Funky, bumping house from Detroit.
"My thoughts on this mix were: I'm goin' in and lettin' loose. Period." That's Jennifer Witcher, AKA DJ Minx, describing her RA podcast. It's a great summary of a style she's been perfecting for the best part of three decades. Simply put, Witcher plays house music to start the party. Her selections take in swinging disco and soul samples, deep house warmth and heads-down techno influences, all underpinned by her trademark bumping grooves. At a time when so much dance music skews towards dark moods, her DJ sets feel like a refreshing contrast.
Witcher is from Detroit, and we got a sense of the esteem she's held in there when we picked her set at Movement 2017 as a key performance. "In a sea of obviousness her sets speak to your heart, your hips, and most importantly your feet," said one commenter. Away from clubs and festivals, Witcher is a radio DJ, a producer, a label owner and a vocal advocate for women in dance music. Back in 1996 she set up Women On Wax, "a collective of female DJs from the Metro Detroit area." It later spawned a record label of the same name, through which Witcher has released most of her music. (The label has been inactive for a couple years, but she tells us below there are more releases to come soon.) There have also been appearances on other labels, most notably in 2004 when she released the excellent "Walk In The Park" on Minus, which wound up being remixed by Ricardo Villalobos, Josh Wink, Magda and Matthew Dear. Witcher has, meanwhile, been a mainstay of Detroit radio, with her current show, Queen Beats Radio, going out every Tuesday on Deep Space. Even without mentioning her residency at the legendary Detroit club Motor, it's clear Witcher is the sort of impressive all-rounder who should have been picked up on outside of the US years ago.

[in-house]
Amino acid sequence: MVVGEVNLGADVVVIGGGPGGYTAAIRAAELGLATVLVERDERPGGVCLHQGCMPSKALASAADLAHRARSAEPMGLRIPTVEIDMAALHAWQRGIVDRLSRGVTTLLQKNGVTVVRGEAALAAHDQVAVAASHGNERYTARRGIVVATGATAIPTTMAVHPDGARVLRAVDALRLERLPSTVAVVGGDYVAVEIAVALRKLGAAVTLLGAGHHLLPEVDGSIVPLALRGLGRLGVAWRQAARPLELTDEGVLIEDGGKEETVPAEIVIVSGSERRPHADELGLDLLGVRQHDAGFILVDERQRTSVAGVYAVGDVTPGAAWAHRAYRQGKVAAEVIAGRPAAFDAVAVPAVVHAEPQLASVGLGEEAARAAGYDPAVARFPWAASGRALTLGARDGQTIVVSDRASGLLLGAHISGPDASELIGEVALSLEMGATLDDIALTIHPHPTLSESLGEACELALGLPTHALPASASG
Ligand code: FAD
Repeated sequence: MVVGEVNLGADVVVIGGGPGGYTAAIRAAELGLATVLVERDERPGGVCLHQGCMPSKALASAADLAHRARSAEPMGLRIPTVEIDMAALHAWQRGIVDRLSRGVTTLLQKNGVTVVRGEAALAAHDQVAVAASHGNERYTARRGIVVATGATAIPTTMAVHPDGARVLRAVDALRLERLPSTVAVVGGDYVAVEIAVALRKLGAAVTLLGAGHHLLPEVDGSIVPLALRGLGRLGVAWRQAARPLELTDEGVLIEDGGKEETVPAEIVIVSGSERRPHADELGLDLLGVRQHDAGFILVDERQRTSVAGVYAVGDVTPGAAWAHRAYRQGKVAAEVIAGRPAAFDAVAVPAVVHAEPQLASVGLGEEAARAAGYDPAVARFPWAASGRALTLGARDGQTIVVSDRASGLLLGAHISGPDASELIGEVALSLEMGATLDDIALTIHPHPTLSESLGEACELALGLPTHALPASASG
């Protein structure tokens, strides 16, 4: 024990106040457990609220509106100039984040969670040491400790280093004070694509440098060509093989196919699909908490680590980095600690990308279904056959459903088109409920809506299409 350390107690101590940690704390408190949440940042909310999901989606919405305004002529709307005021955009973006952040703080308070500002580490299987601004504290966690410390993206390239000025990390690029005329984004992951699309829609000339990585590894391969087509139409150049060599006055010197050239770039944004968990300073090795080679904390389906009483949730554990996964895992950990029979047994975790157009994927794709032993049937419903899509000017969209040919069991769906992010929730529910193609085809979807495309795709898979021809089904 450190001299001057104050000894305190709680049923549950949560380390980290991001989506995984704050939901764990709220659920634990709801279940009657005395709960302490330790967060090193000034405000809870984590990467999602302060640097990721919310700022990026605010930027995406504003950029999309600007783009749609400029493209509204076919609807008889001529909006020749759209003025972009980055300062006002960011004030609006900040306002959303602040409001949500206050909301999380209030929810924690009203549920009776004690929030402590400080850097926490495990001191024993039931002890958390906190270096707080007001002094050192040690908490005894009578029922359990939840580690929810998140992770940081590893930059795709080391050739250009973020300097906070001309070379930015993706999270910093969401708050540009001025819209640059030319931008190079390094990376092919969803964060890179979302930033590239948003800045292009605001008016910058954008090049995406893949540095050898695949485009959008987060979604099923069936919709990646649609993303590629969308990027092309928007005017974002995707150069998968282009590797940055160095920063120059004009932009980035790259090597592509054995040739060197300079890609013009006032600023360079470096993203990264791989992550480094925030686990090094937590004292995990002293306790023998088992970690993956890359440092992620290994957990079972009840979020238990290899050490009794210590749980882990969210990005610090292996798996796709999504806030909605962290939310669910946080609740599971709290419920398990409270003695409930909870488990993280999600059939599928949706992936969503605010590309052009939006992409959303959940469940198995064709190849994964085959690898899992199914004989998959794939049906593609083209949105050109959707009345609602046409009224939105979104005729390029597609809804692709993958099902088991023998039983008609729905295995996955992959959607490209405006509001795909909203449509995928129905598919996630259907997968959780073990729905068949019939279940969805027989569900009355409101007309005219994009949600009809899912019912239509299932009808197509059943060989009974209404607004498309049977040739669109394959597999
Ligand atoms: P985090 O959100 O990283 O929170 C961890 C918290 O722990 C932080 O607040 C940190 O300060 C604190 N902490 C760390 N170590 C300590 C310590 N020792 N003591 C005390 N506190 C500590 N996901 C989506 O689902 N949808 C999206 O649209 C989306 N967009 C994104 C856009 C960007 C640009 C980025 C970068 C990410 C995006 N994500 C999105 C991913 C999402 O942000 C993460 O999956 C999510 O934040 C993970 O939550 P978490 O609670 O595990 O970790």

What have you been up to recently?
Lots of travel across the States. Brooklyn, Manhattan, Seattle, San Francisco, Denver, Boston and of course I've been rockin' in the D!
How and where was the mix recorded?
My mix was done at home on my setup. I use Serato with Serato Vinyl, two Pioneer CDJ-400s, a Numark 5000FX mixer, my Zoom H4n digital recorder and Pioneer DJ headphones.
Can you tell us about the idea behind the mix?
My thoughts on this mix were: I'm goin' in and lettin' loose. Period. With that thought process, I know it'll be my kinda right ;)
With Women On Wax, you've been helping to support women in electronic music since 1996. Tell us about your work.
Very good times. Once I started gaining momentum, people started to notice, especially up-and-coming female DJs and girls that hoped to spin records one day. I'd get calls like, "Hi, can you help me get out there? Do you have some recommendations on how I can handle this situation?" through to, "How did you get booked to play with so-and-so." I decided then that I wanted to share what I'd learned, how I handled things, what to accept and what NOT to accept, and how to gain respect. It was awesome. Our conversations helped to motivate all of us. They would let me know parties they played and how they handled getting the bookings.
Have you seen the conversation surrounding women in the industry change over the years?
I have. There's a lot more respect for women DJs these days. I'm not only a favourite female DJ, but a favourite DJ. We still have work to do—so I'm staying on it!
What are you up to next?
I'll be headlining a Pride party in ATL next month (October), as well as opening for Kenny Dope at the Nervous party in December. I'm kicking off a new record label with my good friend N'Dinga Gaba this fall, and have some sweet sounds coming out on Women On Wax Recordings.